How to persist Duktape/C arguments across calls

How to persist Duktape/C arguments across calls

When a Duktape/C function is called, Duktape places the call arguments on the value stack. While the arguments are on the value stack, they're guaranteed to be reachable and the Duktape/C function can safely work with the arguments.

However, when the Duktape/C function returns, the value stack is unwound and references in the function's value stack frame are lost. If the last reference to a particular value was in the function's value stack frame, the value will be garbage collected when the function return is processed.

Sometimes Duktape/C functions need to store longer term references to argument values. One common example is implementing a setTimeout()-like function, which we'll use as a running example here:

setTimeout(function cb() {
    print('called after 1 second');
}, 1000);

The basic issues in implementing such a function are:

  • The Duktape/C function needs to store a reference to the persisted value somewhere to prevent garbage collection. In other words, the value must be reachable from Duktape's garbage collector point of view.

  • Another Duktape/C function needs to be able to look up the reference to be able to call the callback function. If there are multiple registered callbacks they may need to be assigned e.g. a string/number identifier as a lookup handle.

Storing a persistent reference

Global object

If one were to implement setTimeout() in pure Ecmascript, the reference would be stored to the global object. You can do the same in a Duktape/C function.

Stash objects

You can store references in Duktape's "stash" objects. They are similar to the global object but are not (easily) reachable from Ecmascript code:

Any reachable object

You can store a reference as a property of any reachable object; the object may be reachable through the global object, the stashes, the current thread, etc. For example:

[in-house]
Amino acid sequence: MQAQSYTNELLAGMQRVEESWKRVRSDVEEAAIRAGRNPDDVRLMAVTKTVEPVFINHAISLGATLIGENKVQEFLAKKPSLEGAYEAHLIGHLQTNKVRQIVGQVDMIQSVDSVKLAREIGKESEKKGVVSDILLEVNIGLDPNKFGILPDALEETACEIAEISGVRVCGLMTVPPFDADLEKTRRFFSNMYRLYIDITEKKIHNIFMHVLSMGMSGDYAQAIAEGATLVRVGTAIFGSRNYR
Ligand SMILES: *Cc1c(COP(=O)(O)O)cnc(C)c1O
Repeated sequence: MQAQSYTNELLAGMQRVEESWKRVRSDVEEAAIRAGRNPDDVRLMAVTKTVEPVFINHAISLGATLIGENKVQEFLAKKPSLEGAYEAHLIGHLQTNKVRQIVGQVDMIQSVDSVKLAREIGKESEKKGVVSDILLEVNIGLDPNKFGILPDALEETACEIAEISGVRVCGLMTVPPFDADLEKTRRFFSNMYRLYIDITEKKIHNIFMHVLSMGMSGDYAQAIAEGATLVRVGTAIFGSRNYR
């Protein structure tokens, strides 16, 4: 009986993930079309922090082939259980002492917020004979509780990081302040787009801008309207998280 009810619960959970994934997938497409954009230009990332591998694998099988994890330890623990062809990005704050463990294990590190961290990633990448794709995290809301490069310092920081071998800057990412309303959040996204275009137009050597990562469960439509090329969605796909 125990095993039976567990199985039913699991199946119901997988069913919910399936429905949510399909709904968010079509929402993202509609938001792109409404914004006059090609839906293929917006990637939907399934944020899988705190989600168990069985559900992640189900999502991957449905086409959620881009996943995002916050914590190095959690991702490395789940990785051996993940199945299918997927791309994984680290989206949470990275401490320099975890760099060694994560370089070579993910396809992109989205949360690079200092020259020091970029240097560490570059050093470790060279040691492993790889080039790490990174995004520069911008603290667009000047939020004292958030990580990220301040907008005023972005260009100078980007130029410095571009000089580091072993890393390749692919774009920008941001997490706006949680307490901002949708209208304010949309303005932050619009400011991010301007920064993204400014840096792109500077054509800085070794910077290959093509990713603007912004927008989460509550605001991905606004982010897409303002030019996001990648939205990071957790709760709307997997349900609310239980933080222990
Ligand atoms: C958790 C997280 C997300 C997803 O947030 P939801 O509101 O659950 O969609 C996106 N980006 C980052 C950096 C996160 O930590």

• Initialize globalObject.callbacks to an empty array and manage callbacks as array elements. Callback IDs can be array indices directly.
  • Initialize globalStash.callbacks to an empty object and manage callbacks as (string keyed) properties of the object. Callback IDs can be the string keys directly.

Example using a single global variable

The most trivial approach is simply to store the callback as a global variable. In Ecmascript one would simply:

var _callbackFunc;  // single callback function

function setTimeout(cb, timeout) {
    if (typeof cb !== 'function') {
        throw new TypeError('callback not a function');
    }
    _callbackFunc = cb;
}

// Later on, a scheduler would call this
function invokeCallback() {
    var fn = _callbackFunc;
    _callbackFunc = null;
    fn();  // TypeError if not set
}

The C equivalent of this would be something like:

duk_ret_t native_set_timeout(duk_context *ctx) {
    long timeout;
    duk_require_function(ctx, 0);
    timeout = (long) duk_require_uint(ctx, 1);

    duk_dup(ctx, 0);
    duk_put_global_string(ctx, "_callbackFunc");
    return 0;
}

duk_ret_t native_invoke_callback(duk_context *ctx) {
    duk_get_global_string(ctx, "_callbackFunc");
    duk_push_null(ctx);
    duk_put_global_string(ctx, "_callbackFunc");
    duk_call(ctx, 0);
    return 0;
}

In practice it's useful to detect a missing callback and perhaps log callback errors:

duk_ret_t native_invoke_callback(duk_context *ctx) {
    duk_int_t rc;

    /* Get current callback. */
    duk_get_global_string(ctx, "_callbackFunc");

    /* Explicit check for callback existence; log and exit if no callback. */
    if (!duk_is_function(ctx, -1)) {
        printf("No callback registered\n");
        return 0;
    }

    /* Remove registered callback to avoid calling again. */
    duk_push_null(ctx);
    duk_put_global_string(ctx, "_callbackFunc");

    /* Protected call, log callback errors. */
    rc = duk_pcall(ctx, 0);
    if (rc != 0) {
        printf("Callback failed: '%s'\n", duk_safe_to_string(ctx, -1));
    }
    duk_pop(ctx);

    return 0;
}

Changing the callback data structure to hold multiple callbacks, assigning callbacks number or string IDs etc are straightforward extensions of this basic pattern.

Last edited by Sami Vaarala, 2017-09-23 01:46:40